The University of Cape Town
Yesterday we got the chance to see the UCT campus. Incredible. Absolutely incredible. There is the main part of campus, where the view (in every single direction) is the most beautiful thing I’ve ever seen in my life. From the steps of the main building, I sat, looking down into the valley of Cape Town, surrounded by mountains. Behind me, I peer over the old, vine covered buildings, up at another mountain peak. I have never been so overwhelmed with beauty in my life. All I could think was how I wanted everyone in my life to witness the extravagance. Also, because I knew that was impossible, I worried about how I could possibly explain the beauty to those who haven’t seen it. I can’t. Without actually seeing it, it is unimaginable.
After sitting to appreciate the view, I experienced the biggest culture shock possible. As we went to lunch, we walked in to the cafe (indoors, with the doors propped open) there were multiple birds that were walking/flying around the tables. I could not believe it. All of the Americans I was with were SHOCKED to see the birds, and whispered about how unsanitary it was. Meanwhile, the native African and local students, didn’t even flinch as the birds flew over their table, and picked at the garbage on the floor. Again, I could not believe it. I guess different parts of the world have different norms. Even now, sitting with my South African friend Vongs, he says “that’s nothing to be concerned about”. Wow.
Then, for dinner we went to a native African restaurant and witness native african music, with drums and all. It was easily one of the happiest moments of my life. There are no words to describe the experience.
Today was another day that really showed me the differenced in cultures around the world.
We checked out of the hotel around 9am, and moved in our dorms, where we’ll be staying for the remainder of the visit. I am living with an American from Georgetown named Kevin, as well as two african students: Caroline (from Zimbabwe, which she simply calls “Zi”) as well as Oko. I havn’t met Oko yet, but apparently he is very quiet and isn’t home very often.
When I had my first introduction to Caroline, she told me that was her middle name. Her first name of course was very complicated, with multiple vowels. Lets just say, I’m very happy she goes by her middle name! That seems to be the case here with most of the Africans. Their names are very complicated, and it takes me at least 3 times asking for me to understand. I suppose that’s typical of different cultures, although Vongs did remark that the English names were “super easy to remember. They are all so typical”.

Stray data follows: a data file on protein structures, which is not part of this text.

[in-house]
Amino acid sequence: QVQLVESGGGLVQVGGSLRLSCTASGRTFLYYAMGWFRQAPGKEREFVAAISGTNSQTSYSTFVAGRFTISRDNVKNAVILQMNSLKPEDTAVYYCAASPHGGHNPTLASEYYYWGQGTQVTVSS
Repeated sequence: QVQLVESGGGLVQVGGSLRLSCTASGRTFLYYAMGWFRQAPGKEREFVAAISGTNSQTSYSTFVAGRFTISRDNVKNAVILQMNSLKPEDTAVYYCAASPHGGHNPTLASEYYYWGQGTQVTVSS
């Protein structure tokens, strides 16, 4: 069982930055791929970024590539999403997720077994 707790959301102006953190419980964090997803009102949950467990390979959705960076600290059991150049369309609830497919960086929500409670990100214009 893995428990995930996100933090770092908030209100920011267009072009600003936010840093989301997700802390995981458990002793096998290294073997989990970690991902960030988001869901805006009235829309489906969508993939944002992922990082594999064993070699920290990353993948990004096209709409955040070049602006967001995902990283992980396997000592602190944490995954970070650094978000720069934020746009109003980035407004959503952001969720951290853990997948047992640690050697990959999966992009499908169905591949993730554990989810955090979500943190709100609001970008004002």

My two friends, Jill and Celia, seemed to have much more terrible experiences with their flats. They are both living with 3 guys, and both seem to be shocked at how old and filthy the dorms are. Of course, they are not very modern. I’ll be the first to admit that. But I guess I lucked out because mine is very clean, thanks to Caroline who is basically the only one who lives here. Also, I’ve gotten to know Kevin pretty well, and he seems like he’ll be a great flatmate.
The one shocking thing about my flat is that it doesn’t have a shower. Instead it only has a bath with a broken shower hose thing. I hate baths more than anything. I haven’t actually used it, but Kevin said it is terrible. Either scalding hot, or freezing cold, with barely any water pressure. Hmmm considering I’ve got a ton of hair, it should be quite the task to get it clean at least once in a while. I’ll keep you updated, but for now I figure after a few tries, I’ll get a process down.
After moving our stuff in, we went with our orientation leaders to a nearby “town” to get stuff and groceries. Now the interesting thing about Cape Town is that there is a difference between Cabs and Taxis. Now Cabs are the typical mode of transport, where you tell them a destination, and they take you there. However, Taxis are completely different. They are 15 passenger vans that travel up and down 1 road, honking and yelling for passengers. Because of this, all the major streets are constantly filled with the sound of “beeps” and “whistles” as the men inside try to gather customers.
So today, with our groceries, we climbed into one of these taxis and traveled to the end of the street (again, they just go up and down one street, for the cost of 5 Rands — less than $1). We fit a total of 18 people into the van with all of our groceries. It was quite the experience, and one I’ll never forget. Of course I’ll be taking another taxi, and many cabs while I’m here.
The wireless is expensive, and pay-as-you-go, and I’m currently talking to Will as I write this via Skype. In short, that means I have to go
We’re going to see the penguins tomorrow! So expect pictures!
Keywords: Culture Shock, South Africa, University of Cape Town
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